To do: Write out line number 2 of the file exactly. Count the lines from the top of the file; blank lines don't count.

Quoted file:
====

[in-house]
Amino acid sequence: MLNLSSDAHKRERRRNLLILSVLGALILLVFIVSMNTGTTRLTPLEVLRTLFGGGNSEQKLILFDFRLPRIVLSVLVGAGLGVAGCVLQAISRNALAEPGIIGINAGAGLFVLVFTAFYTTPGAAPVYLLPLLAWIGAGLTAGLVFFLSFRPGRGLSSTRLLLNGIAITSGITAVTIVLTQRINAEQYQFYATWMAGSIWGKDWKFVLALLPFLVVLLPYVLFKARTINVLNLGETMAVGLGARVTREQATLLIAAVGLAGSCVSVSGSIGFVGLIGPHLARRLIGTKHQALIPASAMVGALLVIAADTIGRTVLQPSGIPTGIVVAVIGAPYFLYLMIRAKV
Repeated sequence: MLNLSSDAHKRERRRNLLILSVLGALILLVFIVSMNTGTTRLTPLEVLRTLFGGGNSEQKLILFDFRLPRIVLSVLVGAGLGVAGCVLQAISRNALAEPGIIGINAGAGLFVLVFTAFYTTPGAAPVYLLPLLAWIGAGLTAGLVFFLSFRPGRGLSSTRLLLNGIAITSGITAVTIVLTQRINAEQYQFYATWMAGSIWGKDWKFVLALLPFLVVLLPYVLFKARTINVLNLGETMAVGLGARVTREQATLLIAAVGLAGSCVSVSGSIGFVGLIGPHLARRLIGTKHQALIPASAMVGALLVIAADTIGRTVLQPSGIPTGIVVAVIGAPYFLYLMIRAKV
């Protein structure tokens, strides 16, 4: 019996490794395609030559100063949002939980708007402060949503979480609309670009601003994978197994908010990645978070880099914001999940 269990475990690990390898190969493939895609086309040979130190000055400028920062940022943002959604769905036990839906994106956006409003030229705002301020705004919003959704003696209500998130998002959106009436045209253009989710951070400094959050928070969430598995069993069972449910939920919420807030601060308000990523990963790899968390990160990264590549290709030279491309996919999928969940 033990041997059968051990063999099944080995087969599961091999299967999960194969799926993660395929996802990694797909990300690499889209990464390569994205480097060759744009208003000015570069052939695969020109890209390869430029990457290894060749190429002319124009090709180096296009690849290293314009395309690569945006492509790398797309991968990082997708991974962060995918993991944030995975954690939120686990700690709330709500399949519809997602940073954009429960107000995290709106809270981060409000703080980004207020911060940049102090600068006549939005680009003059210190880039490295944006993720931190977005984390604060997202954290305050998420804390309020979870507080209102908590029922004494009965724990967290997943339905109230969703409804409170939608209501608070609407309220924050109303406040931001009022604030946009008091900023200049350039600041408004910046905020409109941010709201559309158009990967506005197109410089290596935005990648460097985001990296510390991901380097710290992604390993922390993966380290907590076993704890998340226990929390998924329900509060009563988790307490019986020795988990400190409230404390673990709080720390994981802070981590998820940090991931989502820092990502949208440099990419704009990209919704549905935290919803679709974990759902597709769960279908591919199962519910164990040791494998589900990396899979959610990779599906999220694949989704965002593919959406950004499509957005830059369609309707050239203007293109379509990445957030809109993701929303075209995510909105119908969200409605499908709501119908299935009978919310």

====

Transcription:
Amino acid sequence: MLNLSSDAHKRERRRNLLILSVLGALILLVFIVSMNTGTTRLTPLEVLRTLFGGGNSEQKLILFDFRLPRIVLSVLVGAGLGVAGCVLQAISRNALAEPGIIGINAGAGLFVLVFTAFYTTPGAAPVYLLPLLAWIGAGLTAGLVFFLSFRPGRGLSSTRLLLNGIAITSGITAVTIVLTQRINAEQYQFYATWMAGSIWGKDWKFVLALLPFLVVLLPYVLFKARTINVLNLGETMAVGLGARVTREQATLLIAAVGLAGSCVSVSGSIGFVGLIGPHLARRLIGTKHQALIPASAMVGALLVIAADTIGRTVLQPSGIPTGIVVAVIGAPYFLYLMIRAKV